thoughts on feminism and woman’s work

One day when I was at work, late in the evening, I was in the office charting and listening to the nursing assistants talking in the hall. Something was said about getting a strong guy to do something manly like moving heavy objects. Then one of the young women (I’m guessing she was around twenty years old) said, “What about a strong girl?” Then she said something that got my attention:  she said, “I’m not a feminist but, …” I am not sure what she said after she denied being a feminist. I was somewhat shocked.

That’s when I started to feel a bit older, much older than her. This young woman (girl, perhaps) is not a “feminist” because she doesn’t have to be. Other women (and men) already did the work for her. She can go to school, go to work and vote without fighting for the right to do so. She can live without being connected to a man. She can live on her own is she so chooses. She probably has no idea what it means to be a feminist, or what it meant. I don’t even really know. I had choices when I was born.

This reminded me of a time in my feminist theology class when one of the women in the class made a point about how things might be different if women still stayed home. At the time I was young and feisty and thought her comment stupid. I thought: but YOU are HERE getting a college education and not at home taking care of the house and the children. Of course, she probably lived in the dorm and did not yet have a man or any children. Maybe she was just making a point. Maybe she was just at the university to find a husband.

Now that I am older (by about twenty years) I think things would be different if one parent stayed home. Staying home to take care of the home and the children is valuable work. It is important work. There is nothing anti-feminist about doing woman’s work. I do woman’s work everyday and it is a mostly thankless job. I even do woman’s work at work since I am a nurse.

I was fortunate in that my mother stayed home until I was around eight years old. I ate real food, food that my mother cooked. She cooked, cleaned, canned and worked in the garden. She was a homemaker. This is important, valuable work. The older I get the more I think I may be of the last generation of women, in this country, who learned to cook from their mothers. One example I have of this is a young woman’s statement. She was eighteen when she stated:  “we don’t know how to cook it.” She was talking about chicken. Yes. Chicken. I was speechless. I decided the poor girl needed a Betty Crocker cookbook as a reference manual. If you can’t ask your mom what to do you can always ask Betty.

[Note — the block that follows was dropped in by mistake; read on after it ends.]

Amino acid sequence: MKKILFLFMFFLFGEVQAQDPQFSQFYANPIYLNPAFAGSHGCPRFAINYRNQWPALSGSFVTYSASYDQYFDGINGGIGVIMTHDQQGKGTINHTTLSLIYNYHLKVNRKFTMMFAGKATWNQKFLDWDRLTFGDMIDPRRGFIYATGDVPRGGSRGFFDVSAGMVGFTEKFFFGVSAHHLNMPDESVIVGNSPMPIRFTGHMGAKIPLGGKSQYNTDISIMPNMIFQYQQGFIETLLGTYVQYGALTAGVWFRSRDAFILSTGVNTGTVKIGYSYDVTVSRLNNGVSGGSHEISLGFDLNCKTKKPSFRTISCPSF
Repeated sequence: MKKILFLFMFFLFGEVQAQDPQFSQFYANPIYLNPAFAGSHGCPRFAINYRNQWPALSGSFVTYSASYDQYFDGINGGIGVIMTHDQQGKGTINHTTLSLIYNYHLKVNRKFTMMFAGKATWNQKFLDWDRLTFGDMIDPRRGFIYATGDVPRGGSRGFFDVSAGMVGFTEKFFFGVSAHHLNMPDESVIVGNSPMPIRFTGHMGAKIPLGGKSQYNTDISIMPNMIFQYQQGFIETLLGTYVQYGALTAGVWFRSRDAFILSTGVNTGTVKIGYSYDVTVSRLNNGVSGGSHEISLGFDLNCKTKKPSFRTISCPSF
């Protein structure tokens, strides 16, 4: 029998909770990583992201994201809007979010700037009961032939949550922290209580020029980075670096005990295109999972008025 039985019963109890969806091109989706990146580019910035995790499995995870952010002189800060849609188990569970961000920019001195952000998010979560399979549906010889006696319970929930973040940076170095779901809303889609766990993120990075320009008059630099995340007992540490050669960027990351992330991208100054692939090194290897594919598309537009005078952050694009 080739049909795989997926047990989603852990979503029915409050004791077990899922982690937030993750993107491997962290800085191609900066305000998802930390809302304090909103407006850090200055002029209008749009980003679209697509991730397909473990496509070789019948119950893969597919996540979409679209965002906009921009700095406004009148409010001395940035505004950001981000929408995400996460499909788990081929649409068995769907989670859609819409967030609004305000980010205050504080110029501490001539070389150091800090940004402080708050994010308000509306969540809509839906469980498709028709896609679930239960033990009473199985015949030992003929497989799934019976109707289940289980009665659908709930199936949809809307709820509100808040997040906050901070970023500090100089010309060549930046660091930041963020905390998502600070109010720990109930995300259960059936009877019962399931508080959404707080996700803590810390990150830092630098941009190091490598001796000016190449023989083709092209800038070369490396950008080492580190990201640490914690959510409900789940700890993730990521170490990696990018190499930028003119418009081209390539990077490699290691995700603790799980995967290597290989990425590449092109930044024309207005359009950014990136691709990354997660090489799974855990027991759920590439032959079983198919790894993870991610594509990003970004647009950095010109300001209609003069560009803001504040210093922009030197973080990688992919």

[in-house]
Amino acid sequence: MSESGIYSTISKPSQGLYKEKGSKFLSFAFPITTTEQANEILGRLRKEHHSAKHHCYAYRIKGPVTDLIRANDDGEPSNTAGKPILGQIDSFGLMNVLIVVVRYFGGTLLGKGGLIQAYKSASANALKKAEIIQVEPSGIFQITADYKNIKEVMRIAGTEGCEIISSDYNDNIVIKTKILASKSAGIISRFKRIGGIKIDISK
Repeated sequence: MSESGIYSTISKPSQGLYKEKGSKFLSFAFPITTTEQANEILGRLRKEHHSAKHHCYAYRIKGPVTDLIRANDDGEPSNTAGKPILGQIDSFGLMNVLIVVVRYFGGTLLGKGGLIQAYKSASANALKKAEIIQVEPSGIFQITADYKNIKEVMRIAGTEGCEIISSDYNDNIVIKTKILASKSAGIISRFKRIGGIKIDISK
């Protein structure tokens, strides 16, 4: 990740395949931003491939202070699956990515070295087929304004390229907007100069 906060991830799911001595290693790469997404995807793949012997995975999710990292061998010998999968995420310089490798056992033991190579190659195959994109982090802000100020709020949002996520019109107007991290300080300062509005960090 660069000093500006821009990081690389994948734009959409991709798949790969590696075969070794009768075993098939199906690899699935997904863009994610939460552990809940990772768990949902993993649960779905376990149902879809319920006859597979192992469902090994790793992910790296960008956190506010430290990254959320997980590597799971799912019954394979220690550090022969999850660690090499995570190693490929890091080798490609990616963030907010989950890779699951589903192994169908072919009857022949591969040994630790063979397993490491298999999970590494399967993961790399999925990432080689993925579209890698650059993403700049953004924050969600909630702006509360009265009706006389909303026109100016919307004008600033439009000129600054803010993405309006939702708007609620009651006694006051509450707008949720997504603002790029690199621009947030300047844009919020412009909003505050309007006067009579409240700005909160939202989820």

The never ending jobs of dishes, laundry, cooking and cleaning are woman’s work. Who is going to do it if the women don’t? Maybe the men, maybe the children. Maybe the dishes will just keep piling up in the sink and the kids will just go buy cheeseburgers. The dishes will still be there tomorrow. Caring for people and feeding people is important work. Keeping the house clean is important work. This work is just as important as “going to work.” Woman’s work will always be there. You don’t have to go anywhere to find it, all you have to do is get out of bed.

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Note to the people who pile dishes in the sink:

See the sponge? YOU can wash the dishes! See the dishwasher (mysterious appliance next to the sink)? YOU can rinse your dishes and put them in there!

 

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About The Contemplatress

Outdoors, I enjoy gardening, hiking, biking, kayaking, wandering the beach and taking photographs. I admit to being a fair weather outdoorswoman most of the time. Indoors, I enjoy cooking as though I am on the food network. My favorite activity may be sitting in the sun reading a book. Probably with a beer. My liberal arts degree didn't help me acquire gainful employment so I became a practical nurse. Taking care of people who can't take care of themselves makes me thankful that I can.
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